That all adds up to bad for something like a motel. You'd need to sound proof and rate the walls around each unit. You can't live with some leaks. Hard to do with a leaky flexy building that starts costing a fortune because of your monkey business with changing a utilitarian structure into something it isn't.
Kind of how I normally use them is something like an autodealership. The service bays and parts storage might be that kind of building; Attached to a real building for sales and offices.
I've also used them on burn towers; where the fire department trains. That's a fun building type since you light it on fire and douse it with cold water over and over. So the building itself is sort of considered to be 'sacrificial'... it will last a few years and is cheaper to replace than to build with fire brick (which still can't take the hot/cold and pressurized water for too long without blowing the face off).
metal building people have been developing systems to meet continuous insulation and for the new energy code, too. i find it interesting how they develop these systems. it's akin, at least in my mind, to some of the modular stuff bucky worked on. everything is developed to be cheap and thrown together quickly. it's certainly not always the right solution. it is what it is, and if you recognize that, they can have their own sort of place, or their own higher aesthetic of a sort, as long as recognize the long list of shortcomings that are associated with the limitations they build to.
the ceilings are loud. not just in rain or hail, but the wind blows the standing seam (or more common, screw down since it's cheaper) around and there will be lots of big pops and such. i don't think i would want to sleep in one, but i've seen metal buildings used in residential applications.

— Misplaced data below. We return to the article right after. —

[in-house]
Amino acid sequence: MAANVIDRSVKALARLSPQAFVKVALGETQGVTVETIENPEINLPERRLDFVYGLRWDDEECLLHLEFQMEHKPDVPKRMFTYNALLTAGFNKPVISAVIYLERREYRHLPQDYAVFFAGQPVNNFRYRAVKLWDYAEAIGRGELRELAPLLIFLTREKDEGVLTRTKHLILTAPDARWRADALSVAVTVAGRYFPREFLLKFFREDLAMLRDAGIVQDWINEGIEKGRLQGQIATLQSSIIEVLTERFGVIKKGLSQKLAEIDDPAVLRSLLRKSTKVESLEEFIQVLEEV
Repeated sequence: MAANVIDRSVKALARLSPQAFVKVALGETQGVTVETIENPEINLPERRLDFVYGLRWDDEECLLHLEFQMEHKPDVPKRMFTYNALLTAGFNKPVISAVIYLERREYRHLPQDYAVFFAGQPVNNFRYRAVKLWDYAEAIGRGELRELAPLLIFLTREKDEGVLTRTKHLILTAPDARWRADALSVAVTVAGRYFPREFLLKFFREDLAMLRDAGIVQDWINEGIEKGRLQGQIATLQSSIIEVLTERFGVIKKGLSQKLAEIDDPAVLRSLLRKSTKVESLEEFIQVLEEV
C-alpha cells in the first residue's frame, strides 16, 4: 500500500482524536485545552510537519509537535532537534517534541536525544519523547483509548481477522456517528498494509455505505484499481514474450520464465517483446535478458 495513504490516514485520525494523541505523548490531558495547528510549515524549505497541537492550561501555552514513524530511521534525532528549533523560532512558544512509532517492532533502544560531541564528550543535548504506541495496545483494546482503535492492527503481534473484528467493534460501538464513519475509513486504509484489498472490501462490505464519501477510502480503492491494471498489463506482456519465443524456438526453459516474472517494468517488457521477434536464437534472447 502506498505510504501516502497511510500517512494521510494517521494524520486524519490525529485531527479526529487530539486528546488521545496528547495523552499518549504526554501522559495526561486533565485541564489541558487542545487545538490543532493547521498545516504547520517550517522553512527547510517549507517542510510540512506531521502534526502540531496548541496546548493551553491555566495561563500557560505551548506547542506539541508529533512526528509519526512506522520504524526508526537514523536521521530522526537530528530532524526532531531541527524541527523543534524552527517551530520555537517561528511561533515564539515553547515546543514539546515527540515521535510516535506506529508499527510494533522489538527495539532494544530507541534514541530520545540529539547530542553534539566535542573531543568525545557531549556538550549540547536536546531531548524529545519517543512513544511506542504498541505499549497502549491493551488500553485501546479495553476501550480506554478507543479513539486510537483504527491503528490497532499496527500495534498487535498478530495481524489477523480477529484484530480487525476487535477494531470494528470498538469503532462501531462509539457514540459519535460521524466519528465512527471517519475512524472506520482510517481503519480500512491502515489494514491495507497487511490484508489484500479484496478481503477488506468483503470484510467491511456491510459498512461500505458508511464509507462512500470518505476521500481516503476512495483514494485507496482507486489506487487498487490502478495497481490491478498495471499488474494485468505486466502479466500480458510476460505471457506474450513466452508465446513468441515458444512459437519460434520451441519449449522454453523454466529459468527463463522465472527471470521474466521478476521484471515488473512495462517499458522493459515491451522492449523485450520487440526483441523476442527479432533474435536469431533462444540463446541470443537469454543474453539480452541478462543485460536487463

Curt, you open the door to using their system components as a base for architectural solutions. I have a great book called “Corrugated Iron” with the history and present use of subject components. Look to Lake-Flato and Carraro House and Air Barn–San Saba as examples. A strategy might be to say “Send me the frame and I’ll take it from there”.
To eliminate some of the crinkling noise aroun the fastener is to use rubberized washers so to minimize noise. A little bit of sealants as well used where necessary. It would help in reduing some of the noise.
@Richard... good call. There's also usually a roof panel upgrade that adds a rubberized gasket to the standing seam clip. That also helps with the watertightness during wind driven storms.
This showed up in my inbox today, someone might find it helpful.
They don't have to look like a steel building and can be concrete piers with heavy timbers. Eliminate the second floor and design for movement? Fire rating seems to be stickler. Could use deflection track, but would be nice to finish interior with reclaimed wood. Maybe on top of 1 hr finish?
If you want to add an extra shelter to your homestead easily and economically then pole barns colorado springs . To build it simply follow these steps:
1.Create a level base pad (if you want more than just the earth underfoot)
2.set poles vertically into holes in the ground
3.connect them across the top with beams and braces
4.then put roof trusses on top.
I wouldn't touch colleenhuntley with a ten foot pole.
@Max why per link "is strong and does not leak"